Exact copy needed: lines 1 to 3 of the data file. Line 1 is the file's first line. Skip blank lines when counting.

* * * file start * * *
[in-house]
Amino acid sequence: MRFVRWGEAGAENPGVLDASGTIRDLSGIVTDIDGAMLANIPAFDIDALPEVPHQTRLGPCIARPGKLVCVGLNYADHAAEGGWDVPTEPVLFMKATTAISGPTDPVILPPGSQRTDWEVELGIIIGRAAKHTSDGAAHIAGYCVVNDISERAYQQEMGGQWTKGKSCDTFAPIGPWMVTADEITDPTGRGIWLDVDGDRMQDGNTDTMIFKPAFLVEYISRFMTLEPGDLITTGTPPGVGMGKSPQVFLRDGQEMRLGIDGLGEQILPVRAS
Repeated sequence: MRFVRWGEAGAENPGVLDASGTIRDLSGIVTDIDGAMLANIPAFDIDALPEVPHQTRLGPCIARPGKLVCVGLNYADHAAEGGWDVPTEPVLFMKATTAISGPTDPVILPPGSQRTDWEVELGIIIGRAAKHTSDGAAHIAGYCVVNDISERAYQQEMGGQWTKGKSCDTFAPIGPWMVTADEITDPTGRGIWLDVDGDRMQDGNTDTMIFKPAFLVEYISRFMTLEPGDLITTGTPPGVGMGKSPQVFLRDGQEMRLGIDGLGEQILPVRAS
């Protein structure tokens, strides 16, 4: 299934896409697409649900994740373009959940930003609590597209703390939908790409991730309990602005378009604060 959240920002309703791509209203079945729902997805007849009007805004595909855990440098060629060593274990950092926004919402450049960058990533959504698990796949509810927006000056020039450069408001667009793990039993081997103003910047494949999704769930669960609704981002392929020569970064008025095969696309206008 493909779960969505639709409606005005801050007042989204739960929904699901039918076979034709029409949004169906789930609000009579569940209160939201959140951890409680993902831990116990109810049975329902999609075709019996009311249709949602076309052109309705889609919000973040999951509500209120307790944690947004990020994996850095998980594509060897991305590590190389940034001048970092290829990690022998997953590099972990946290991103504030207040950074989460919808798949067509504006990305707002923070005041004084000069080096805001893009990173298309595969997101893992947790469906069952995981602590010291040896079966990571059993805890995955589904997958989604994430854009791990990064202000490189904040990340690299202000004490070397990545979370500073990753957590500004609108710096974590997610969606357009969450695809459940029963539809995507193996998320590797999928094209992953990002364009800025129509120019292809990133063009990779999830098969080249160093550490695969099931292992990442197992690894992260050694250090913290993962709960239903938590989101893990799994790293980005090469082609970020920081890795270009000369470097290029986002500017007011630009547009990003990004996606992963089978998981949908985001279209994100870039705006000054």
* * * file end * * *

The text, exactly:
[in-house]
Amino acid sequence: MRFVRWGEAGAENPGVLDASGTIRDLSGIVTDIDGAMLANIPAFDIDALPEVPHQTRLGPCIARPGKLVCVGLNYADHAAEGGWDVPTEPVLFMKATTAISGPTDPVILPPGSQRTDWEVELGIIIGRAAKHTSDGAAHIAGYCVVNDISERAYQQEMGGQWTKGKSCDTFAPIGPWMVTADEITDPTGRGIWLDVDGDRMQDGNTDTMIFKPAFLVEYISRFMTLEPGDLITTGTPPGVGMGKSPQVFLRDGQEMRLGIDGLGEQILPVRAS
Repeated sequence: MRFVRWGEAGAENPGVLDASGTIRDLSGIVTDIDGAMLANIPAFDIDALPEVPHQTRLGPCIARPGKLVCVGLNYADHAAEGGWDVPTEPVLFMKATTAISGPTDPVILPPGSQRTDWEVELGIIIGRAAKHTSDGAAHIAGYCVVNDISERAYQQEMGGQWTKGKSCDTFAPIGPWMVTADEITDPTGRGIWLDVDGDRMQDGNTDTMIFKPAFLVEYISRFMTLEPGDLITTGTPPGVGMGKSPQVFLRDGQEMRLGIDGLGEQILPVRAS